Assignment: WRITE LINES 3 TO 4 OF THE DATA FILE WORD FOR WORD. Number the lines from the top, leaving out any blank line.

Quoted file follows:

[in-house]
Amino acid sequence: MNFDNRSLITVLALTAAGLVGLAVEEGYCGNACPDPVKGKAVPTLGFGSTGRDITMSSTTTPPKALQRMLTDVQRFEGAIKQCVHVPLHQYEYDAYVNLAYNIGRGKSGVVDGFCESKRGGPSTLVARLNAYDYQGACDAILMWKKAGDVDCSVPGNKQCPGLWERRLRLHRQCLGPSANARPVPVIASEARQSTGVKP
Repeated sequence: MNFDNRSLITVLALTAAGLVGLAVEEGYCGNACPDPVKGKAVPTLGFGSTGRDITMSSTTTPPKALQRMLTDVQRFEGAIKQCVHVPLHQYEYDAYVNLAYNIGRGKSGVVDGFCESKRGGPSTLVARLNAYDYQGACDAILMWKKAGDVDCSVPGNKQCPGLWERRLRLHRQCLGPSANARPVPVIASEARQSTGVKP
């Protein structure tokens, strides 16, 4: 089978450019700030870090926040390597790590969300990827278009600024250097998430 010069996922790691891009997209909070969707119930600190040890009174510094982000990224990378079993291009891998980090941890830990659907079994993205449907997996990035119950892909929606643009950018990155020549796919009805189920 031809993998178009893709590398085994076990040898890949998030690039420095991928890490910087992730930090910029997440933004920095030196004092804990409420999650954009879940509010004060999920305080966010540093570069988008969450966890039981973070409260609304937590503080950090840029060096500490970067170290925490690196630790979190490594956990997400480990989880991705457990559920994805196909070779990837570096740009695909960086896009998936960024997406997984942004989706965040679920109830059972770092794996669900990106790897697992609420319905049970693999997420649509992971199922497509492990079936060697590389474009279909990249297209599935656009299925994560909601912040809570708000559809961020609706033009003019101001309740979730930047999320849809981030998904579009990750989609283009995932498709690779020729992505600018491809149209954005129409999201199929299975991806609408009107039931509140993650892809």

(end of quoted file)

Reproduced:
Repeated sequence: MNFDNRSLITVLALTAAGLVGLAVEEGYCGNACPDPVKGKAVPTLGFGSTGRDITMSSTTTPPKALQRMLTDVQRFEGAIKQCVHVPLHQYEYDAYVNLAYNIGRGKSGVVDGFCESKRGGPSTLVARLNAYDYQGACDAILMWKKAGDVDCSVPGNKQCPGLWERRLRLHRQCLGPSANARPVPVIASEARQSTGVKP
């Protein structure tokens, strides 16, 4: 089978450019700030870090926040390597790590969300990827278009600024250097998430 010069996922790691891009997209909070969707119930600190040890009174510094982000990224990378079993291009891998980090941890830990659907079994993205449907997996990035119950892909929606643009950018990155020549796919009805189920 031809993998178009893709590398085994076990040898890949998030690039420095991928890490910087992730930090910029997440933004920095030196004092804990409420999650954009879940509010004060999920305080966010540093570069988008969450966890039981973070409260609304937590503080950090840029060096500490970067170290925490690196630790979190490594956990997400480990989880991705457990559920994805196909070779990837570096740009695909960086896009998936960024997406997984942004989706965040679920109830059972770092794996669900990106790897697992609420319905049970693999997420649509992971199922497509492990079936060697590389474009279909990249297209599935656009299925994560909601912040809570708000559809961020609706033009003019101001309740979730930047999320849809981030998904579009990750989609283009995932498709690779020729992505600018491809149209954005129409999201199929299975991806609408009107039931509140993650892809």